Methane, which has a warming potential 28 times greater than CO2 over a 100-year period, is also released by livestock like cows, sheep and goats as well as rice production
Even if all fossil fuel emissions ended immediately, greenhouse gasses from the food we eat could drive global temperatures above internationally agreed warming limits, a new study has warned.
The system to feed Earth's 7.7 billion people accounts for nearly a third of global total greenhouse gas emissions, including from land clearing and deforestation, fertilizer use and livestock.
Researchers in the United States and Britain said the only way to avert devastating levels of warming would be to transform what we eat, how it is produced, and the amount we waste.
"Our work shows that food is a much greater contributor to climate change than is widely known," said co-author Jason Hill, a professor in the Department of Bioproducts and Biosystems Engineering at the University of Minnesota.
"Fortunately, we can fix this problem by using fertilizer more efficiently, by eating less meat and more fruits, vegetables, whole grains and nuts, and by making other important changes to our food system."
The study in the journal Science forecasts future food system emissions using expected trends in population growth, dietary changes and the additional amount of land thought to be needed to feed the world.
The authors found that, if left unaddressed, these future food-related emissions would by themselves push Earth above the 1.5°C warming threshold -- seen as the guardrail for avoiding devastating climate impacts -- by 2050.
By the end of the century, they would lift temperatures to nearly 2°C above preindustrial levels -- the limit set in the 2015 Paris Agreement.
There are multiple sources of greenhouse gasses in the food system besides carbon dioxide emitted by burning fossil fuels in production and supply chains.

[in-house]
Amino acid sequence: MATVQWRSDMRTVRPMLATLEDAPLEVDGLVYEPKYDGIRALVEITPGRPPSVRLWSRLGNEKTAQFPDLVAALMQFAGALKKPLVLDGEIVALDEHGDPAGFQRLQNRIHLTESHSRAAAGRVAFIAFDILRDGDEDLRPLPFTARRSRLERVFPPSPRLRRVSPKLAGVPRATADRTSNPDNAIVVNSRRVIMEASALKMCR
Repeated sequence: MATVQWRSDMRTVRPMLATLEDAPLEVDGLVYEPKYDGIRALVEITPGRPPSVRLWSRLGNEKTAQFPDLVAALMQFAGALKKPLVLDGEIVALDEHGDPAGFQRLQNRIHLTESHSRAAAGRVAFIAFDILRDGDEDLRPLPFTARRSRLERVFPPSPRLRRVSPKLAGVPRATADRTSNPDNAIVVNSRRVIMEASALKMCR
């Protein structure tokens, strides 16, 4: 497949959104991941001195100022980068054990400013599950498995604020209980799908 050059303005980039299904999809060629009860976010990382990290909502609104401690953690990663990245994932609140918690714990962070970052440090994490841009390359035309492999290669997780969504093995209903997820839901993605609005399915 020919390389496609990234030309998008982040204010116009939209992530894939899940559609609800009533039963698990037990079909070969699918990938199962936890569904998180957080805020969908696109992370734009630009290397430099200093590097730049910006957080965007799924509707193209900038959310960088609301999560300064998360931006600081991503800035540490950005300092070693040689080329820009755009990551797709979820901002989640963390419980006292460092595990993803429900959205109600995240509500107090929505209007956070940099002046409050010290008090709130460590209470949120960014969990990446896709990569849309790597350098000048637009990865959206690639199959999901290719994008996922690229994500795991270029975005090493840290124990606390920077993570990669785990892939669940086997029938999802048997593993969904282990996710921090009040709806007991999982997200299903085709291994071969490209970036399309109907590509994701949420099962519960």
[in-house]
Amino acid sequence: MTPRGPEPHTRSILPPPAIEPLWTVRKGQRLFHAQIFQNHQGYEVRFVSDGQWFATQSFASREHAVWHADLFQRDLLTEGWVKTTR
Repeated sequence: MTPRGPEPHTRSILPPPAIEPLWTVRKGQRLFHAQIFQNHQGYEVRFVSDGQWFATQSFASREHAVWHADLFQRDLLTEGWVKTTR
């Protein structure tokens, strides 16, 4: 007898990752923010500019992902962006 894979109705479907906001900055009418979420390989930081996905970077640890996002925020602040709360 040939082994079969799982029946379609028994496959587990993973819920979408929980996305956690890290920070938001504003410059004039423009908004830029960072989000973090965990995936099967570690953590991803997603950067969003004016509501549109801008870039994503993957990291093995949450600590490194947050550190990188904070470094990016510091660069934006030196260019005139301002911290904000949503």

Land clearing and deforestation releases carbon dioxide (CO2) and nitrous oxide (N2O), the authors said, while production and the use of fertilizers and other agrichemicals emit CO2, N2O and methane.
Methane -- which has a warming potential 28 times greater than CO2 over a 100-year period -- is also released by livestock like cows, sheep and goats as well as rice production.
The 2015 Paris climate deal saw nations commit to limit temperature rises to "well below" 2°C. Earth has warmed by about 1.2°C so far.
The United Nations says that to stay under the safer 1.5°C cap, emissions must fall 7.6% annually this decade.
Most efforts to curb global warming focus on cutting carbon pollution from the transport and energy sectors, noted lead author Michael Clark, a researcher at Oxford University's Nuffield Department of Population Health.
"However, our research emphasizes the importance of also reducing emissions from the global food system," he said in a statement.
Research published in July by the Global Carbon Project found that emissions of methane have risen by 9% in a decade, driven by mankind's growing appetite for energy and food.
At the same time, the Diet for a Better Future report on consumption in G20 nations concluded that if everyone ate steaks and dairy the way Brazilians and Americans do, we would need an extra five planets to feed the world.